means for determining a desired ratio factor value corresponding to the desired forecast horizon based at least on said desired forecast horizon and said minimum and maximum forecast horizons together with said respective ratio factor values. The means for fitting said mathematical model is arranged to use said desired ratio factor value in said mathematical model.

[0017]
A further aspect of the invention provides a computer program product.
BRIEF DESCRIPTION OF THE DRAWINGS

[0018]
The above and other items, features and advantages of the invention will be better understood by reading the following more particular description of the invention in conjunction with the accompanying drawings, wherein:

[0019]
FIG. 1 illustrates the concept of the forecast horizon s;

[0020]
FIG. 2 shows, as an example, a relation between the forecast horizon s and the ratio factor rf;

[0021]
FIG. 3 shows, as an example, a flowchart of a method according to an embodiment of the present invention;

[0022]
FIG. 4 shows, as an example of a data processing system where embodiments of the present invention are applicable, a database management system;

[0023]
FIGS. 5 a and 5 b show, as an example, comparison of a forecast method in accordance with an embodiment of the invention with other forecast methods; and

[0024]
FIG. 6 show, as a further example, a second comparison of forecast methods.
DETAILED DESCRIPTION OF THE EMBODIMENTS OF THE INVENTION

[0025]
The present invention relates generally to predicting trends in the performance of a data processing system. The following description is presented to enable one of ordinary skill in the art to make and use the invention and is provided in the context of a patent application and its requirements. Various modifications to the preferred embodiment and the generic principles and features described herein will be readily apparent to those skilled in the art. Thus, the present invention is not intended to be limited to the embodiment shown but is to be accorded the widest scope consistent with the principles and features described herein.

[0026]
In the following description, the linear autoregressive model is discussed in detail as an example. The principles of the invention, however, apply also to other autoregressive models. The invention is not limited to be used in connection with the linear autoregressive model only.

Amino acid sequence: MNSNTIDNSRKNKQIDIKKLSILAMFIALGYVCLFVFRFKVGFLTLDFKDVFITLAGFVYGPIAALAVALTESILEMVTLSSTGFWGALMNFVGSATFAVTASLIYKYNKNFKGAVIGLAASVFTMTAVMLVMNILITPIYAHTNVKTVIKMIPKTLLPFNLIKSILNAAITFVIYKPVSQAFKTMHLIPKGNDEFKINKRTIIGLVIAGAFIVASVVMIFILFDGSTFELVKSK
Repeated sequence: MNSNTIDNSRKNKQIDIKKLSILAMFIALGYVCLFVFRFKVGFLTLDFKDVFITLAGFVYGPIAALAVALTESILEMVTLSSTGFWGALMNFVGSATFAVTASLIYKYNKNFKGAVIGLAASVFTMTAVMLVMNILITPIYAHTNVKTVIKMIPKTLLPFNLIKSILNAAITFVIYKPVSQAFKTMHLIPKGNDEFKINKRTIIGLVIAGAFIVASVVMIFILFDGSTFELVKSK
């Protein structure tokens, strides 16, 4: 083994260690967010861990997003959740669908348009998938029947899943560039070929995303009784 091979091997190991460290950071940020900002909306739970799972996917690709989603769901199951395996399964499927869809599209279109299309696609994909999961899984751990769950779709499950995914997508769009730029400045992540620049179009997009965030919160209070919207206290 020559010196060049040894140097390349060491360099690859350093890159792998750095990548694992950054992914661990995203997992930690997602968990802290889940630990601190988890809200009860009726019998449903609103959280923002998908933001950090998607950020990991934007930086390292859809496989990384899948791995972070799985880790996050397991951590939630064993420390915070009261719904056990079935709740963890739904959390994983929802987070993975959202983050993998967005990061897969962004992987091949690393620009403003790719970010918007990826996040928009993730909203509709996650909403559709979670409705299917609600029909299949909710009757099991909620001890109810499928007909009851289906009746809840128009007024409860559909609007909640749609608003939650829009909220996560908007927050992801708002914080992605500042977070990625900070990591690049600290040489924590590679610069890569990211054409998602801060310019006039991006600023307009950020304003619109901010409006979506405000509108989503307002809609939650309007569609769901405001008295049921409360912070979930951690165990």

[0027]
Similarly, a database management system is below often used as an example of a data processing system, where prediction of trends takes place.

[0028]
Autoregressive models can be used for longterm trend prediction. For this purpose, the autoregressive model is typically modified to incorporate a forecast horizon s. FIG. 1 illustrates the concept of the forecast horizon. The linear autoregressive model for longterm trend prediction is as follows:

[0000]
${x}_{n}={a}_{1}\ue89e{x}_{ns1}+{a}_{2}\ue89e{x}_{ns2}+{a}_{3}\ue89e{x}_{ns3}+\dots +{a}_{\mathrm{dW}}\ue89e{x}_{ns\mathrm{dW}}+{\varepsilon}_{1}$
${x}_{n1}={a}_{1}\ue89e{x}_{ns2}+{a}_{2}\ue89e{x}_{ns3}+{a}_{3}\ue89e{x}_{ns4}+\dots +{a}_{\mathrm{dW}}\ue89e{x}_{ns\mathrm{dW}1}+{\varepsilon}_{2}$
$\vdots \ue89e\phantom{\rule{3.1em}{3.1ex}}\ue89e\vdots \ue89e\phantom{\rule{11.7em}{11.7ex}}\ue89e\vdots $
${x}_{n\mathrm{dL}+1}=\begin{array}{c}{a}_{1}\ue89e{x}_{ns\mathrm{dL}}+{a}_{2}\ue89e{x}_{ns\mathrm{dL}1}+{a}_{3}\ue89e{x}_{ns\mathrm{dL}2}+\dots +\\ {a}_{\mathrm{dW}}\ue89e{x}_{ns\mathrm{dW}\mathrm{dL}}+{\varepsilon}_{\mathrm{dL}}\end{array}$

[0029]
The number of observable values x_{i }needed in the above design matrix is dW+dL−1. Typically the total number of collected values for an observable x is denoted with L. It is clear that the number of values x_{i }needed in the above design matrix cannot exceed the total number of values. In other words: dW+dL−1≦L. If desired, it is possible to use a smaller number of observable values, e.g. 0.8 L, in determining the coefficients. One reason for using a smaller number of observable values is that the operator of the database management system wishes to discard older performance information from the prediction.

[0030]
Typically s, dW, and dL are expressed as index differences or, in other words, number of measurement points. It is, however, clear to a skilled person that it is possible to express the value of the forecast horizon s as an index difference or as a time difference. The following description uses index differences.

[0031]
Our studies show that nonstationary data require that the relative width dW/s for a single prediction point decreases when the forecast horizon s increases. In other words,

[0000]
$\frac{\mathrm{dW}\ue8a0\left({s}^{\prime}\right)}{{s}^{\prime}}\le \frac{\mathrm{dW}\ue8a0\left(s\right)}{s},\mathrm{when}\ue89e\phantom{\rule{0.8em}{0.8ex}}\ue89e{s}^{\prime}\ge s.$

[0032]